For me, at least, this fits my overall hypothesis of the superiority of females in other ways. Moreover, I am inclined to the view that this biologically enforced sedentariness amongst females also cast them into the role of the creators of home, hearth, garden, and storehouse—importantly, all of the proto-elements for the foundation of urban settlements, without which we would not have seen the eventual decline of paternalistic and male-dominated pastoral nomadic societies.

Women, I would maintain found themselves in a different, perhaps more collaborative, social context, in their early Neolithic settlements, then males did in their hunting context. The men needed to develop more effective weaponry and the skills to apply them, but the hunting context, although certainly requiring some degree of cooperation, could also easily turn competitive. In contrast, it is just as easy to imagine females (often rendered even more sedentary by pregnancy) discovering the beginnings of agriculture (the garden) from dropped and germinated seeds, engaging in the beginnings of an animal domestication from orphaned canines and felines, and importantly, involved in the development of storage systems of pottery and basketry to keep grains and other foodstuffs free of vermin and to maintain a surplus against times of want and for eventual trade.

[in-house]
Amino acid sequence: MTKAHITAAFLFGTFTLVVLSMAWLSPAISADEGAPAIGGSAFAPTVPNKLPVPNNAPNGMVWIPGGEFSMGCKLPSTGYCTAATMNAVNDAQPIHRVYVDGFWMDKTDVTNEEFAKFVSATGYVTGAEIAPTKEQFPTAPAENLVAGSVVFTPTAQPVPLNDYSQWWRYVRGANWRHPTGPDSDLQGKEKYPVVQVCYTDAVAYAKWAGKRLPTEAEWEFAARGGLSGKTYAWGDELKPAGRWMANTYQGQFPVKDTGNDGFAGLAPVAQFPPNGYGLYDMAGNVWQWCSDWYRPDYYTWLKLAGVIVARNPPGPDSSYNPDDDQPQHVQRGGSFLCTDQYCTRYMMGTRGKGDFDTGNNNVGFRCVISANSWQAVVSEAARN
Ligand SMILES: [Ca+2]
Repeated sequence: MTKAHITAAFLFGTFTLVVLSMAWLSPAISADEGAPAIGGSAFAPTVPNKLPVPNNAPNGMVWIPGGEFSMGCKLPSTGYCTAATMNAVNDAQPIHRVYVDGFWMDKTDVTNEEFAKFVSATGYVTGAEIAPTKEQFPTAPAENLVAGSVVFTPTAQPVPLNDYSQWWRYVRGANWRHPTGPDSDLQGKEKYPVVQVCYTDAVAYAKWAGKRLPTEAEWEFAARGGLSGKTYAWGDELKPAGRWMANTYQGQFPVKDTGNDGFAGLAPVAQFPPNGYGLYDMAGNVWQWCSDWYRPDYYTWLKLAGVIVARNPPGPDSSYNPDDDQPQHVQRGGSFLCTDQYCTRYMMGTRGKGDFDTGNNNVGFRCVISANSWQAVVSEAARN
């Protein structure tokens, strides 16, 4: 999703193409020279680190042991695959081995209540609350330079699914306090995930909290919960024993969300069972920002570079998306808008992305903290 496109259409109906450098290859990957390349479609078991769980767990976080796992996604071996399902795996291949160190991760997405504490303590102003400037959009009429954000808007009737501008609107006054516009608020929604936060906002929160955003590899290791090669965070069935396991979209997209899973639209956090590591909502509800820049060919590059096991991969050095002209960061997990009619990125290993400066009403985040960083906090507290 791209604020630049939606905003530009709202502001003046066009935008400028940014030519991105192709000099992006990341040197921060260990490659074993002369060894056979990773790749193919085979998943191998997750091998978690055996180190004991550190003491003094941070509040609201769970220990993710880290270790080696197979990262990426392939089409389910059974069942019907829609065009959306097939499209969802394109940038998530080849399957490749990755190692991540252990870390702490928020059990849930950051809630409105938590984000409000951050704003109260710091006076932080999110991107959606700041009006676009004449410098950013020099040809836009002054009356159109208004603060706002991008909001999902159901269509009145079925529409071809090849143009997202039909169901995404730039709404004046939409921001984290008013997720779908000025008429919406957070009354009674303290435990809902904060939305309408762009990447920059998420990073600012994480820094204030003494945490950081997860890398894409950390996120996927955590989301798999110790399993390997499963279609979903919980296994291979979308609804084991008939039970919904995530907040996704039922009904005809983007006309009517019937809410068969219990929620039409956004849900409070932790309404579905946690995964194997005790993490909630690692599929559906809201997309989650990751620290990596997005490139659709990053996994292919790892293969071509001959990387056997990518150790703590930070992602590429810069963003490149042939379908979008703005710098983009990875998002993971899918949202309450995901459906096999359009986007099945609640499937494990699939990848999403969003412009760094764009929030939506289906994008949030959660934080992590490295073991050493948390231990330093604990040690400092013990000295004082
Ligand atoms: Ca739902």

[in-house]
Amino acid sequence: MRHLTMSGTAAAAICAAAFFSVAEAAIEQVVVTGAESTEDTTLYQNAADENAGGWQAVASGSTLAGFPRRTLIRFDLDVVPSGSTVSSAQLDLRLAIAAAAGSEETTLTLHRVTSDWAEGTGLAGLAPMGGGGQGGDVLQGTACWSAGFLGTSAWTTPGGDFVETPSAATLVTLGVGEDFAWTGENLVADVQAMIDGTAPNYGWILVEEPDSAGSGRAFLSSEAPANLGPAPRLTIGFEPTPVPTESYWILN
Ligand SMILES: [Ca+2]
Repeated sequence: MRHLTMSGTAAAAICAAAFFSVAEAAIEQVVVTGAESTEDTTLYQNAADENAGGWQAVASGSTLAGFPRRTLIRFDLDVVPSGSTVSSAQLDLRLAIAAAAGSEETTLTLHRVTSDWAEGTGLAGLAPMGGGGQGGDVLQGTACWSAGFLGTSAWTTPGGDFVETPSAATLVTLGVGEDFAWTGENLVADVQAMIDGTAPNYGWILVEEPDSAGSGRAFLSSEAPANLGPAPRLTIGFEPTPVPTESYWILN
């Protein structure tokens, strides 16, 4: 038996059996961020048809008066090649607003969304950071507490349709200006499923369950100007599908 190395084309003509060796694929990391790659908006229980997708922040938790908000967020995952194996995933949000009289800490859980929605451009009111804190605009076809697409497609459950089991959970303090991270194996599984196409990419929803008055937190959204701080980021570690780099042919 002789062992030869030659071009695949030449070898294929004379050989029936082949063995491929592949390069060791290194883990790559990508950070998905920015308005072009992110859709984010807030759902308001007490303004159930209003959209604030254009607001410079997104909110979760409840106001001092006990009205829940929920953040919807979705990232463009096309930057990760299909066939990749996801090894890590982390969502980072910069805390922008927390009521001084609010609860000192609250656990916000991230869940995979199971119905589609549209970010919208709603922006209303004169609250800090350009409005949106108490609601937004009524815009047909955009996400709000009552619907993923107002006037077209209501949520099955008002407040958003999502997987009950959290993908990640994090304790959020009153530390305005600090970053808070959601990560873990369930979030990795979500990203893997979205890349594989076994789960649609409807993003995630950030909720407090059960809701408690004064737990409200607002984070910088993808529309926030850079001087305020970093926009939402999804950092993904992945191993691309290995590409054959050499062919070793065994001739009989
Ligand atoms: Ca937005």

These were essential proto-urban elements that fundamentally changed the trajectory of human development too numerous to repeat here.  And, it was probably accomplished mostly by women. Permanent settlements required cooperation, consideration of the spatial needs, or rights of others, in some forms of planning and regulation, however simple and modest. There is no ineluctable reason that the most civilizing prospects of urbanization should necessitate nonviolent and democratic forms of government; but it does seem reasonable to assume that city might live longer and prosper where the more male inclinations towards economic domination and warfare do not prevail.

So what happened? How did it come to pass that it was men who ended up running the world, and fucking it up?  Stay tuned for part two.   Meanwhile, go Rice Bunnies.  [Stay tuned for Part 2]

©2018, James A. Clapp (UrbisMedia Ltd. Pub. 2.16.2015)\